July 30, 2019
Toxic workplace environments plague accountancy profession
Toxic workplace environments plague the accountancy profession, according to new research from CABA, a wellbeing charity for chartered accountants. The survey of over 250 accountants suggests that over half of chartered accountants think their workplace is toxic. Communication issues, working unrealistic hours and cliquey colleagues are also cited in the study. The survey found that 55 percent of respondents believe their workplace to be toxic.
Alongside working unrealistic hours and cliquey colleagues, jealous or competitive peers (13 percent), people sabotaging one another (12 percent) and a lack of accountability (12 percent) were among the reasons cited by respondents. When asked if work had negatively affected the respondents in the last 12 months, worryingly 76 percent agreed with this statement.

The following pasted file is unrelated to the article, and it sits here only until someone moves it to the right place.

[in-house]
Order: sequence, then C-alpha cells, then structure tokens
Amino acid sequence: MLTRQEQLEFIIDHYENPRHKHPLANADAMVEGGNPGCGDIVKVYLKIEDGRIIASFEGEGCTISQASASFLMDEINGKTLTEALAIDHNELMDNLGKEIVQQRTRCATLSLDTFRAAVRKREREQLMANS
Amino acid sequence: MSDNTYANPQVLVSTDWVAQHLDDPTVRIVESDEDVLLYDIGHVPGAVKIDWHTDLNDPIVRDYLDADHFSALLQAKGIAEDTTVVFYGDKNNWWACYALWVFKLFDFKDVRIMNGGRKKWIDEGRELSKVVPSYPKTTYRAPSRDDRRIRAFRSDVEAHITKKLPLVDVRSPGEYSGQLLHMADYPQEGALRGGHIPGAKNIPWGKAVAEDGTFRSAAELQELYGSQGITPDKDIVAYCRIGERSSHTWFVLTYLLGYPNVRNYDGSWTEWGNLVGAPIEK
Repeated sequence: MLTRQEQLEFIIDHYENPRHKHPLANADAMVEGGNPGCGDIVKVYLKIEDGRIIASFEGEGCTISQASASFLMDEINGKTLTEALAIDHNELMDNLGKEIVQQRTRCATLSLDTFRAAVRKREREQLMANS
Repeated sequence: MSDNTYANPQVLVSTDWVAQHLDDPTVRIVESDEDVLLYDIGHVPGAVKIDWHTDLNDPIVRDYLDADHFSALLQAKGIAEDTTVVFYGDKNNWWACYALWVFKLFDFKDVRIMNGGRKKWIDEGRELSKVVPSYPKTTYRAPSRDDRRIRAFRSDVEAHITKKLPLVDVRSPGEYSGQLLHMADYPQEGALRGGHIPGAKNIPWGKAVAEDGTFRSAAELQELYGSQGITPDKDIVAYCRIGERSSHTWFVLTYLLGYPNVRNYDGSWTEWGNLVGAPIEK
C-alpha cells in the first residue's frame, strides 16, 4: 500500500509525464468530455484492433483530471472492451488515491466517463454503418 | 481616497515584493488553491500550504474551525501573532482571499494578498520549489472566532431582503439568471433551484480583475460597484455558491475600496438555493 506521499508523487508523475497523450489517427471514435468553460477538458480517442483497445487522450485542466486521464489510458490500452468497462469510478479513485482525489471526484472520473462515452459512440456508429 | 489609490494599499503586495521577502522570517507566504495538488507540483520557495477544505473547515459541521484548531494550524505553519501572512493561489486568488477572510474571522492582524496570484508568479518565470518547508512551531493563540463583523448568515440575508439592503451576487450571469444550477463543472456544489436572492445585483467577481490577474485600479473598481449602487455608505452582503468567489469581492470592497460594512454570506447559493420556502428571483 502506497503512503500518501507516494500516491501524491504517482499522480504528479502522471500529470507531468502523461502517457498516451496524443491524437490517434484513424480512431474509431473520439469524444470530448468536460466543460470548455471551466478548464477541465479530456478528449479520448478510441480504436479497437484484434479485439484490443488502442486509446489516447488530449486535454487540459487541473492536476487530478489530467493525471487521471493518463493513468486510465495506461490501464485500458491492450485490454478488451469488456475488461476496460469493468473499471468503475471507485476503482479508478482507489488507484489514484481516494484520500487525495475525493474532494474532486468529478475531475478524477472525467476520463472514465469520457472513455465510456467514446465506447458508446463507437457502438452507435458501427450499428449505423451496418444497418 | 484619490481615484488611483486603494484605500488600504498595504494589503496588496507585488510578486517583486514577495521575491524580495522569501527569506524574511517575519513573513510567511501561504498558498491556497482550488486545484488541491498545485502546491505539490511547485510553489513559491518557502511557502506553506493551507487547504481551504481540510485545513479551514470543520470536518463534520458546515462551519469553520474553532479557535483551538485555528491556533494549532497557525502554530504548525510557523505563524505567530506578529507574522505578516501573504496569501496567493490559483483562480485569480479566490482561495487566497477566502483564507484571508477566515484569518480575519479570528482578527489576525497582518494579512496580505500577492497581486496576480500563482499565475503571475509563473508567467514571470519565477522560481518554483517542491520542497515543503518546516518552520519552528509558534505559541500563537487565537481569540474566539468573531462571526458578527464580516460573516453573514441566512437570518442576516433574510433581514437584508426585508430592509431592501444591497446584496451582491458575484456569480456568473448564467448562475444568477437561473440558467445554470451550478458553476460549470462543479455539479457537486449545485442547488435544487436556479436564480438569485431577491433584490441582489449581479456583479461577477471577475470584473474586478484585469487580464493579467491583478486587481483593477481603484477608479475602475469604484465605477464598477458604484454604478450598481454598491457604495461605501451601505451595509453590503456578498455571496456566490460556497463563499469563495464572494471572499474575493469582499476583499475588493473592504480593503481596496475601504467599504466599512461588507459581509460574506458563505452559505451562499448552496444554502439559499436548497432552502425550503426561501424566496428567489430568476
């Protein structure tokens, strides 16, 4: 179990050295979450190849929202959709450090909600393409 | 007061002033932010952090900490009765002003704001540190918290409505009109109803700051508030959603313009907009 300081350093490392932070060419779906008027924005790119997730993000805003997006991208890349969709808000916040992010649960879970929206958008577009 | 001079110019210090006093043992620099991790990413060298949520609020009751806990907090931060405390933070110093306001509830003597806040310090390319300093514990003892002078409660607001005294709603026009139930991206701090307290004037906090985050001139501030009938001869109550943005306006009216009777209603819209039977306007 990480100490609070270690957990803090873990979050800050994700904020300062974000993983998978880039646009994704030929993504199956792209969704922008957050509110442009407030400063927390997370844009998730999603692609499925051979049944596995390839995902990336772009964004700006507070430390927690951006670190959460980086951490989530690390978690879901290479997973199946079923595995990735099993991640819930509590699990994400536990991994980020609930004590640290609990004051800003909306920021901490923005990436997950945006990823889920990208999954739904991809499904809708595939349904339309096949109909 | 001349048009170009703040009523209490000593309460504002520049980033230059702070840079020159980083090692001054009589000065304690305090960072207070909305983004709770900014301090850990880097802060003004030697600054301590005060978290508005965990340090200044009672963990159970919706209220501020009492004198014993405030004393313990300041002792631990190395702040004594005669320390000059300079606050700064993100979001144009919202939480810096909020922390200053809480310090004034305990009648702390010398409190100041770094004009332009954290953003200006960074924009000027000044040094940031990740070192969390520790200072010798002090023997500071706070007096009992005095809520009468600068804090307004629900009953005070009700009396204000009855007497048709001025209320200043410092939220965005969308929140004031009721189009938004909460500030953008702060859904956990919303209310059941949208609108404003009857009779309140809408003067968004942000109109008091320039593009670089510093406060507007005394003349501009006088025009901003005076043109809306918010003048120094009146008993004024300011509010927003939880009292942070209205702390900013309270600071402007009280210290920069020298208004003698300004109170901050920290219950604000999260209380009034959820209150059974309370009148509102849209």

The younger generation (18-34) feel this more than any other; with 80 percent claimingthey work in a toxic environment, with over 1-in-4 of these respondents believing it was due to people sabotaging one another. This compares to 60 percent of 35-44-year olds, 35 percent of 45-54-year olds and 29 percent of those aged 55+ who think they work in a toxic environment.
Kelly Feehan, Service Director, CABA, comments on the findings: “The issue of the ‘toxic workplace’ is certainly not confined to the accountancy profession, but it’s worrying to hear that so many chartered accountants feel as though they work in such an unhealthy environment. It’s recognised that this type of culture can take its toll on employees’ mental health, leading to an unproductive and unmotivated workforce.
“Leaders must recognise the signs, whether that’s unrealistic expectations, a clear lack of communication or unsupportive colleagues, so that measures can be put in place to turn a toxic atmosphere into a productive and happy one. It won’t happen overnight, but it’s important that both employers and employees are involved in stamping out toxicity within an organisation. If it’s not tackled head on, it could lead to increased absenteeism and high staff turnover which will be felt by the whole business.”